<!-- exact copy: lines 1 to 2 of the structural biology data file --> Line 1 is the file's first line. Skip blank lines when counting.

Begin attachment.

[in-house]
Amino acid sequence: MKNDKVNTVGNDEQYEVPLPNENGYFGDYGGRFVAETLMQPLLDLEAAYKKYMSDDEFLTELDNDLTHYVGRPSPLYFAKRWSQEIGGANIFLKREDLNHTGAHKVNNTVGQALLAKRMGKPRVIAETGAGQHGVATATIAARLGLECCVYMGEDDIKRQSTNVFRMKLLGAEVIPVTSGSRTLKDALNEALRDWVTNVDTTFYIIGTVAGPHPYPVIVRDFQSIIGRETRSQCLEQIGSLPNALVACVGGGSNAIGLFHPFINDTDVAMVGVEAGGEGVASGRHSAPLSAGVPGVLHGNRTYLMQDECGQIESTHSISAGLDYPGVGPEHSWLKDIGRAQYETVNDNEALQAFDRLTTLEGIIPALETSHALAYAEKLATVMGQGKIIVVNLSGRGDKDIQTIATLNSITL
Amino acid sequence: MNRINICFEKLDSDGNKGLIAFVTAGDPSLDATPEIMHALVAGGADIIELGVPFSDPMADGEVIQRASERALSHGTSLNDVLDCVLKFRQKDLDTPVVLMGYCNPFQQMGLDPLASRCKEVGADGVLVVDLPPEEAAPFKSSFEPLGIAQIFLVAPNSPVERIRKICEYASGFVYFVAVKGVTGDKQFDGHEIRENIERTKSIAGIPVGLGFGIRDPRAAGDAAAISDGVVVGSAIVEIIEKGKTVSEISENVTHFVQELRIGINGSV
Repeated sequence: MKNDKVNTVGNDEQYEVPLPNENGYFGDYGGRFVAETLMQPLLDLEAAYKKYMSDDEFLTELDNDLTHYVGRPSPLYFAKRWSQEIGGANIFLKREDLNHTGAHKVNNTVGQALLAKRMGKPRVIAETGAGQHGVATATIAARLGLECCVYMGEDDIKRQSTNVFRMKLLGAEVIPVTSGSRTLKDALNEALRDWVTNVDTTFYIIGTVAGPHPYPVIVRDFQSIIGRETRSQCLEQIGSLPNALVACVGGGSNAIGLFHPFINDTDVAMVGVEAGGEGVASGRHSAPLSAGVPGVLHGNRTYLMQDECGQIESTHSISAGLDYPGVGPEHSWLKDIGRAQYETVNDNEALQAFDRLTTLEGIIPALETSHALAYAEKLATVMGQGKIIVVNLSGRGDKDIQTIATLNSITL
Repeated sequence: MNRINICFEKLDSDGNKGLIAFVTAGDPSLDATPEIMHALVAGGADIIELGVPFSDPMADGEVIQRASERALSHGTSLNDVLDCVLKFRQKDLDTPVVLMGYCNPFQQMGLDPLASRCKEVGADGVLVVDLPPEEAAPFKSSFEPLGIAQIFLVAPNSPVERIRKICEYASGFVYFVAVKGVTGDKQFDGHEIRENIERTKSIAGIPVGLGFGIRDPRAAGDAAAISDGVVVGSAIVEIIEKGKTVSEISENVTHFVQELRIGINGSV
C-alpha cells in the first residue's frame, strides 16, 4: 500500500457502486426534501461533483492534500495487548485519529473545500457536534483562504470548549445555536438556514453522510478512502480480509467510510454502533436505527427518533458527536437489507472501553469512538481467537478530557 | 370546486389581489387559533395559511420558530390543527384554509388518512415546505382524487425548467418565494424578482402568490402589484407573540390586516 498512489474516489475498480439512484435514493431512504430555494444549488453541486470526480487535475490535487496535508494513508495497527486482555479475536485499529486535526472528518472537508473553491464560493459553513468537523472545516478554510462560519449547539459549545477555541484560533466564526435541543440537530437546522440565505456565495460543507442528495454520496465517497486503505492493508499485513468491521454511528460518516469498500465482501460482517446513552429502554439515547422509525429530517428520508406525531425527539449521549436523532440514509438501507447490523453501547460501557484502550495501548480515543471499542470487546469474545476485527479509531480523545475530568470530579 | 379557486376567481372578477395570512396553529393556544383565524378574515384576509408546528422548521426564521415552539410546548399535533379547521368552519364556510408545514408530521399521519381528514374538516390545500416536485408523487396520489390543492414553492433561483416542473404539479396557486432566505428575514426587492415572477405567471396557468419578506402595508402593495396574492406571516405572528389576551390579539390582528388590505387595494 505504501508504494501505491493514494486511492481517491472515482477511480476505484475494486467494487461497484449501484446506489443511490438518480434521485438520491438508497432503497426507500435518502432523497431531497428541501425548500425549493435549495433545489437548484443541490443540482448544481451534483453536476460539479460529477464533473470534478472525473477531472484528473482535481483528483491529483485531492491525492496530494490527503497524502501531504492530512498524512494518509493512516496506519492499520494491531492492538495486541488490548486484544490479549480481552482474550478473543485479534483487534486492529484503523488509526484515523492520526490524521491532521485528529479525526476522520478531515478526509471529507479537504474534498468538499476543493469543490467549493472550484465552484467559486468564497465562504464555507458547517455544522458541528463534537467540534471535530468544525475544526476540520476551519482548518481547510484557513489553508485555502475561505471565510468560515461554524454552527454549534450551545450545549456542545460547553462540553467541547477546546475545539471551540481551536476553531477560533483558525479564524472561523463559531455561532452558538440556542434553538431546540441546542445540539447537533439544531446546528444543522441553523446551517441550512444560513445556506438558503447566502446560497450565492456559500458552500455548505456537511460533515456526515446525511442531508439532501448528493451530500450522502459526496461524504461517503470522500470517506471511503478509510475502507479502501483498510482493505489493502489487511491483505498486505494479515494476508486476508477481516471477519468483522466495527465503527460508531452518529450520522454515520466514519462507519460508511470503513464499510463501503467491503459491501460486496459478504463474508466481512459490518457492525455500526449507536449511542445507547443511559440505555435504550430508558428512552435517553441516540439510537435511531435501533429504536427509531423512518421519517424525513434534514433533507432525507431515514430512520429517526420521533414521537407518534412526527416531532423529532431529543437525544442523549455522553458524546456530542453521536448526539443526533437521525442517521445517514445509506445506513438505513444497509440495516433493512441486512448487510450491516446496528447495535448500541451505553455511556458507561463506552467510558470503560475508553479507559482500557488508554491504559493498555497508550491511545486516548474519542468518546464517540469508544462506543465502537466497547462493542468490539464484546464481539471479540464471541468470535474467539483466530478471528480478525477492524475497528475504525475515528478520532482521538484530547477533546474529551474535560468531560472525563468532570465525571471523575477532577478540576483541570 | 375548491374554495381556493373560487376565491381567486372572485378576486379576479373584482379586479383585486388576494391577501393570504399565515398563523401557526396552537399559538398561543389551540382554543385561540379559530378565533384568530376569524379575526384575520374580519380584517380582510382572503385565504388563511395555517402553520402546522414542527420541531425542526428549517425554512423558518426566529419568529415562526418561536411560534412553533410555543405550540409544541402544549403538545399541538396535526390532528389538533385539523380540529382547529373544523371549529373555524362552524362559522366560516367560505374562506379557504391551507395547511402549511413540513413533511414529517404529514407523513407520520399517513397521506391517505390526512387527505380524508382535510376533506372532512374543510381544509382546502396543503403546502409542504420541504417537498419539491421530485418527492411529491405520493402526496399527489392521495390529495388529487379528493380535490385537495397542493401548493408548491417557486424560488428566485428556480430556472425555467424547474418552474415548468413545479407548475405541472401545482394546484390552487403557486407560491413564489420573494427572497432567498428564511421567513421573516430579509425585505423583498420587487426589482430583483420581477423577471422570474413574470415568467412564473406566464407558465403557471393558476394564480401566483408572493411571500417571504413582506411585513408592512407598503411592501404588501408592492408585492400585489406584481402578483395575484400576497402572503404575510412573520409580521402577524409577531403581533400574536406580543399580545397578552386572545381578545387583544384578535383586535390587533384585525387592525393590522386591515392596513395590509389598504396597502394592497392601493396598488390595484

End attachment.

[in-house]
Amino acid sequence: MKNDKVNTVGNDEQYEVPLPNENGYFGDYGGRFVAETLMQPLLDLEAAYKKYMSDDEFLTELDNDLTHYVGRPSPLYFAKRWSQEIGGANIFLKREDLNHTGAHKVNNTVGQALLAKRMGKPRVIAETGAGQHGVATATIAARLGLECCVYMGEDDIKRQSTNVFRMKLLGAEVIPVTSGSRTLKDALNEALRDWVTNVDTTFYIIGTVAGPHPYPVIVRDFQSIIGRETRSQCLEQIGSLPNALVACVGGGSNAIGLFHPFINDTDVAMVGVEAGGEGVASGRHSAPLSAGVPGVLHGNRTYLMQDECGQIESTHSISAGLDYPGVGPEHSWLKDIGRAQYETVNDNEALQAFDRLTTLEGIIPALETSHALAYAEKLATVMGQGKIIVVNLSGRGDKDIQTIATLNSITL